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Philippine Central Bank to Regulate Electronic Money Firms

Recently, Bangko Sentral ng Pilipinas (BSP), the central bank of the Philipines, aims to regulate electronic money (e-money) firms by increasing the requirements for both banks and non-bank financial institutions that are looking to enter the business. The tightening of rules applies to single transactions using electronic money as well. A draft circular posted on BSP’s website also focused on requiring enhanced due diligence for high-value e-money transactions.

Based on the proposal, all Electronic Money Issuers (EMIs), be it a bank or nonbank, should prepare a minimum capitalisation of P200 million to function. Specifically, this is applicable for EMI banks that have a one-year average value of aggregated inflow and outflow transactions worth P25 billion and higher.

On the other hand, smaller-sized EMIs are also set to be regulated. Small-scale EMI banks and nonbanks who have lesser aggregate inflow/outflow of transactions will need to comply with a P100-million minimum capital requirement.

As part of the oversight, the BSP will require EMIs to oversee their clients more. Specifically, they should categorise their patrons in order to be able to determine transaction limits and suitable thresholds based on a comprehensive risk assessment. In short, they should be able to quantify and limit risks per transaction.

The public sector will not undergo similar due diligence. Government agencies will not be subjected to such limits for government-to-person and government-to-merchant payment transfers.  Moreover, EMIs are expected to keep track of business transactions. As such, they should keep due diligence records for a period of at least five years.

The central bank is also keeping a close watch on nonbank EMIs. Thus, they must be able to pass a stringent set of requirements in order to be granted a licence to operate. Nonbanks wanting to enter the business are expected to comply with central bank regulations related to electronic payment and financial services — as well as IT and liquidity risk management.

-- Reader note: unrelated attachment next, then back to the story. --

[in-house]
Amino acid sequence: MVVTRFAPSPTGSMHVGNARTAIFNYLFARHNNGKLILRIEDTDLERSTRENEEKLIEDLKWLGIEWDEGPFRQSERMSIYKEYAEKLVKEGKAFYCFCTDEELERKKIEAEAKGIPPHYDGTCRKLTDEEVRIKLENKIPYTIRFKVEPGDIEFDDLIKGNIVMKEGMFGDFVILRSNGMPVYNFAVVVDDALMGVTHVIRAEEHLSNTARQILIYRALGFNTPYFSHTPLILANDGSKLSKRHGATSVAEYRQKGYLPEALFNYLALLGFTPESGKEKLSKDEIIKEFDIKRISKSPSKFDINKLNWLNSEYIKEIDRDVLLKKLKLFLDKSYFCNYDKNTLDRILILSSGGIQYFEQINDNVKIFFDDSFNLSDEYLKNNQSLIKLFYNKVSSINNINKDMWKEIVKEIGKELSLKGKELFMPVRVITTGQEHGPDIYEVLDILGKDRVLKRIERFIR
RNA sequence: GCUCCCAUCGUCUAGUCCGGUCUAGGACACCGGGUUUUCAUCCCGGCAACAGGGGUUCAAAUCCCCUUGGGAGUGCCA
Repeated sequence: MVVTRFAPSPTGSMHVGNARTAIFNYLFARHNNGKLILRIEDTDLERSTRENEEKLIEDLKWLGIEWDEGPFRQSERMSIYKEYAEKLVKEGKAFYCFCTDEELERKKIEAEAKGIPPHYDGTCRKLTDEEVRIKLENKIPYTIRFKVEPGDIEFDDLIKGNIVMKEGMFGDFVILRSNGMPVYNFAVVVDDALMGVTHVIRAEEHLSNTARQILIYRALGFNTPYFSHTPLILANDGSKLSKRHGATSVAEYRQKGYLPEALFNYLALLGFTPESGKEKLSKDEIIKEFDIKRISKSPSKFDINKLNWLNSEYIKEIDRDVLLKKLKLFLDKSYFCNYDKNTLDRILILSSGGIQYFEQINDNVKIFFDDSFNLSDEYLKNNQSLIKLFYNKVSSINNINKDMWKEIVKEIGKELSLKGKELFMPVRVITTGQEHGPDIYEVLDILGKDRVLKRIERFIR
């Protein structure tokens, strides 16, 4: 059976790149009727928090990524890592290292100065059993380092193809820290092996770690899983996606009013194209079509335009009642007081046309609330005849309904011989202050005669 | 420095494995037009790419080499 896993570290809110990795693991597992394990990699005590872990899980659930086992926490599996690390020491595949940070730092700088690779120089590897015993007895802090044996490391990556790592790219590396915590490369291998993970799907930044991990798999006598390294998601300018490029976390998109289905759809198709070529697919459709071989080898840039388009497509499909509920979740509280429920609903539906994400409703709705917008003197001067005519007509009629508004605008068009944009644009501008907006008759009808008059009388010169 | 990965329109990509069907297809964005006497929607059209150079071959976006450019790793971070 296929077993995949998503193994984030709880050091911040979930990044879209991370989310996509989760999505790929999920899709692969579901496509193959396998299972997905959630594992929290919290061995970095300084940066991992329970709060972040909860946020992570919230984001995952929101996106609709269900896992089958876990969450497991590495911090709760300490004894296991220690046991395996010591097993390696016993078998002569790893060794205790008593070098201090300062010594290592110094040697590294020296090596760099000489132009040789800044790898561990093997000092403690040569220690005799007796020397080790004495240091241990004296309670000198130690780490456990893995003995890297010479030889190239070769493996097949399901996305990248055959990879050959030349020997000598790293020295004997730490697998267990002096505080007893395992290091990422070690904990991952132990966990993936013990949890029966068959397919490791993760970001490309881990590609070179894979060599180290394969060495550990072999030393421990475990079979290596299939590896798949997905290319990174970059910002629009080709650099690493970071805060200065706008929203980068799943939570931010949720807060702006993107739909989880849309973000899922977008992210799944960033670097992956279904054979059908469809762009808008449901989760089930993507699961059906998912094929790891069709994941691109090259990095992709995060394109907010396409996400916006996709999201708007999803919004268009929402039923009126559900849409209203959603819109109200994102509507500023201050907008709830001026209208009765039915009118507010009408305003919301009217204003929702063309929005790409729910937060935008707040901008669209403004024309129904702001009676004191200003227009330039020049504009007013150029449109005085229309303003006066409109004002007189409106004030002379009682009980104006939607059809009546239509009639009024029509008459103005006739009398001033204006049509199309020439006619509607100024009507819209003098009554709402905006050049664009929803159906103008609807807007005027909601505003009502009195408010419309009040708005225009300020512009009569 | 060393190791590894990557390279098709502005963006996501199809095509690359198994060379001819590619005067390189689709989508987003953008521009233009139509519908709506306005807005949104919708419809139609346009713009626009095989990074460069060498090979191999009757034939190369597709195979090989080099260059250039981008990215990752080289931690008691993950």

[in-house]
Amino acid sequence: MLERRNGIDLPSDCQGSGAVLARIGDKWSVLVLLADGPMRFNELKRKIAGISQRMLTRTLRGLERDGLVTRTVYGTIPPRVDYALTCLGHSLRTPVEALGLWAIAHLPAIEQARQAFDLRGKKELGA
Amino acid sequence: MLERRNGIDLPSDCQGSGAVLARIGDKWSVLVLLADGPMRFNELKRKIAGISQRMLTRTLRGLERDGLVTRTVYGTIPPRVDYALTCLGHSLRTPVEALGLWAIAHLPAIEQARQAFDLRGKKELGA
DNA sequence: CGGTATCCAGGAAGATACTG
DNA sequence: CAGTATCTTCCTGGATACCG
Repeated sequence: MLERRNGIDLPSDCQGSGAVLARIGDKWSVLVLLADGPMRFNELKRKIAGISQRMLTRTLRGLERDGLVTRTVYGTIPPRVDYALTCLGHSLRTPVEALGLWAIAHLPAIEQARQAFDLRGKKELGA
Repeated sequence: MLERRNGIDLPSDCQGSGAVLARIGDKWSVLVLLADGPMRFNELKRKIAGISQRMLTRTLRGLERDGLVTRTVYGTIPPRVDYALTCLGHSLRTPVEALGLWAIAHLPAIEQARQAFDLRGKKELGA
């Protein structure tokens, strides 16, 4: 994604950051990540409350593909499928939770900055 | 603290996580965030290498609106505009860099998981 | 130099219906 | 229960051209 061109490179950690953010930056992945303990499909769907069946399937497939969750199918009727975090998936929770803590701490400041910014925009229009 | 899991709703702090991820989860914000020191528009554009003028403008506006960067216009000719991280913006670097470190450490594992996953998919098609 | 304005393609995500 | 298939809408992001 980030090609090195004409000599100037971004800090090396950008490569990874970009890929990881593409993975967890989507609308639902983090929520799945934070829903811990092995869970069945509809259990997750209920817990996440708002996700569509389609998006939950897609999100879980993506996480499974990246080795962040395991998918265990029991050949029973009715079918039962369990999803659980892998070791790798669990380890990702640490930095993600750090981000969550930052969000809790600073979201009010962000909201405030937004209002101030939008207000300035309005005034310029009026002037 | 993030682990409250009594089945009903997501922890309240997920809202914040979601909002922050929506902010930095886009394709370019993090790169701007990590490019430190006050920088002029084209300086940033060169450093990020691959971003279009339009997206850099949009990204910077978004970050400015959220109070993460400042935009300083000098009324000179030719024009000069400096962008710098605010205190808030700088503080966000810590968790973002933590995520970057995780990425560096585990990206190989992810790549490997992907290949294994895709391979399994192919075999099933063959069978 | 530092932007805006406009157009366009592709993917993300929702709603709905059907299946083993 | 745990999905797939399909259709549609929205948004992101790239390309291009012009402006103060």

The requirements nonbank EMIs need to abide by include:

  • Anti-money laundering measures
  • Counter-terrorism financing measures
  • Corporate governance requirements

The BSP has also made clear its rules on system changes. EMIs should provide clear terms and conditions for merchants and users. That means disclosures should be given to stakeholders 30 days prior to the implementation of a change in their system.

It sets the value of e-money apart from a regular interest-earning deposit. It also stressed that e-money will not be higher than the amount used to purchase it and will only be credited to customers at face value.

The central bank warns financial institutions that engage in electronic money operations without a central bank licence will be dealt with penalties and sanctions. Even those who have already obtained a licence will have to wait one year before operating or have their licence automatically revoked.

Stakeholders, however, can comment on these sweeping electronic money changes. They can send their feedback on the central bank’s proposed regulation until 18 March. To date, there are 29 lenders that carry an EMI bank license, while 38 are classified as nonbank EMIs.

As sweeping as these changes are, however, they underscore the fact that suspicious transactions have risen during the pandemic. As lockdowns and restrictions were in effect to combat COVID-19, the Anti-Money Laundering Council reported suspicious transaction reports from EMIs in 2020 doubled to more than 140,000 from a year earlier. Still, digital transformation experts point out that the better way to safer payments online is through the use of a Central Bank Digital Currency (CBDC), a move that has not been on top of the agenda.

The Philippines’ digital adoption is well on its way in spite of the pandemic. Recently, Manila requested a leading global search engine to include its successful bike road implementation that stretched for thousands of miles in the company’s widely used digital maps, as reported on OpenGov Asia.


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